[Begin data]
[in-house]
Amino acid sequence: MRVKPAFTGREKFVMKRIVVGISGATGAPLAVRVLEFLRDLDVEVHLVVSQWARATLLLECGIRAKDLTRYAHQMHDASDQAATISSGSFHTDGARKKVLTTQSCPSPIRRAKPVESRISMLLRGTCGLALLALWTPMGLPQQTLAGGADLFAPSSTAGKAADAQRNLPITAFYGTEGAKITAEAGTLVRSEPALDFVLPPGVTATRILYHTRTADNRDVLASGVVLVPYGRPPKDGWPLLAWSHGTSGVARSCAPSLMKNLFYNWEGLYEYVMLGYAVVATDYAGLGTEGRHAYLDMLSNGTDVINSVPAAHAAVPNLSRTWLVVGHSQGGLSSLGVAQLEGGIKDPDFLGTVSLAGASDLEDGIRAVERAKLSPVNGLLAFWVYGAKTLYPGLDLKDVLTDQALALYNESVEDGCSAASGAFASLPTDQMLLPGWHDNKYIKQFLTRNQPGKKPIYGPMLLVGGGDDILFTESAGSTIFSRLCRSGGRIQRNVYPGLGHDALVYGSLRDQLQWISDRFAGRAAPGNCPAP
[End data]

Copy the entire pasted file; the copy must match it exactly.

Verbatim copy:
[in-house]
Amino acid sequence: MRVKPAFTGREKFVMKRIVVGISGATGAPLAVRVLEFLRDLDVEVHLVVSQWARATLLLECGIRAKDLTRYAHQMHDASDQAATISSGSFHTDGARKKVLTTQSCPSPIRRAKPVESRISMLLRGTCGLALLALWTPMGLPQQTLAGGADLFAPSSTAGKAADAQRNLPITAFYGTEGAKITAEAGTLVRSEPALDFVLPPGVTATRILYHTRTADNRDVLASGVVLVPYGRPPKDGWPLLAWSHGTSGVARSCAPSLMKNLFYNWEGLYEYVMLGYAVVATDYAGLGTEGRHAYLDMLSNGTDVINSVPAAHAAVPNLSRTWLVVGHSQGGLSSLGVAQLEGGIKDPDFLGTVSLAGASDLEDGIRAVERAKLSPVNGLLAFWVYGAKTLYPGLDLKDVLTDQALALYNESVEDGCSAASGAFASLPTDQMLLPGWHDNKYIKQFLTRNQPGKKPIYGPMLLVGGGDDILFTESAGSTIFSRLCRSGGRIQRNVYPGLGHDALVYGSLRDQLQWISDRFAGRAAPGNCPAP